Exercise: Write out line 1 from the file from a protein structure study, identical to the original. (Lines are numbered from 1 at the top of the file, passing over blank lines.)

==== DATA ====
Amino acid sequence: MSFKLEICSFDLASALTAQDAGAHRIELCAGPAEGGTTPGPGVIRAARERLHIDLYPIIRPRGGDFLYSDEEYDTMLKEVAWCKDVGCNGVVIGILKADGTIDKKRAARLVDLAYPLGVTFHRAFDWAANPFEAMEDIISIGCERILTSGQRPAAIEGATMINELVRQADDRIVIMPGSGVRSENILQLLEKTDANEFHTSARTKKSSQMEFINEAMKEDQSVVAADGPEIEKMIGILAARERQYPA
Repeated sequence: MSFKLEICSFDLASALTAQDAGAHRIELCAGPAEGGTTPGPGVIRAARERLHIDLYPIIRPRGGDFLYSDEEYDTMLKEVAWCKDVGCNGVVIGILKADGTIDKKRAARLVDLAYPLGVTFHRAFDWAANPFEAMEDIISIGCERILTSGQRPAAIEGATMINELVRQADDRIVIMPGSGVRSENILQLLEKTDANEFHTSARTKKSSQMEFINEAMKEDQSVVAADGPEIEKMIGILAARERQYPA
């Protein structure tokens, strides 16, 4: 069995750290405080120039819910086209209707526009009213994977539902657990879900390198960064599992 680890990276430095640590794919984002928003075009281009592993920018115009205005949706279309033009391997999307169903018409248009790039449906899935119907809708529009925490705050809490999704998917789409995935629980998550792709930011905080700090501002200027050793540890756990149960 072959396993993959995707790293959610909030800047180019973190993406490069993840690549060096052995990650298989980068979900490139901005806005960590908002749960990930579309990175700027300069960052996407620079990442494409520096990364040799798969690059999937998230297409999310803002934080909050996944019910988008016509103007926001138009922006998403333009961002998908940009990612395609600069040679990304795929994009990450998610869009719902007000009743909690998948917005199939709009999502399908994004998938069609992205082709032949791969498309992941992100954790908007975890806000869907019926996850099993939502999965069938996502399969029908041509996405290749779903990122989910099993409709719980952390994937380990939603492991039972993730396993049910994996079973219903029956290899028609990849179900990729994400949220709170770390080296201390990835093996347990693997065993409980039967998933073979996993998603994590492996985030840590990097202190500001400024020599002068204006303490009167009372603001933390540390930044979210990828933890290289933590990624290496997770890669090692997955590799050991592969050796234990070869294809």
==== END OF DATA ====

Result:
Amino acid sequence: MSFKLEICSFDLASALTAQDAGAHRIELCAGPAEGGTTPGPGVIRAARERLHIDLYPIIRPRGGDFLYSDEEYDTMLKEVAWCKDVGCNGVVIGILKADGTIDKKRAARLVDLAYPLGVTFHRAFDWAANPFEAMEDIISIGCERILTSGQRPAAIEGATMINELVRQADDRIVIMPGSGVRSENILQLLEKTDANEFHTSARTKKSSQMEFINEAMKEDQSVVAADGPEIEKMIGILAARERQYPA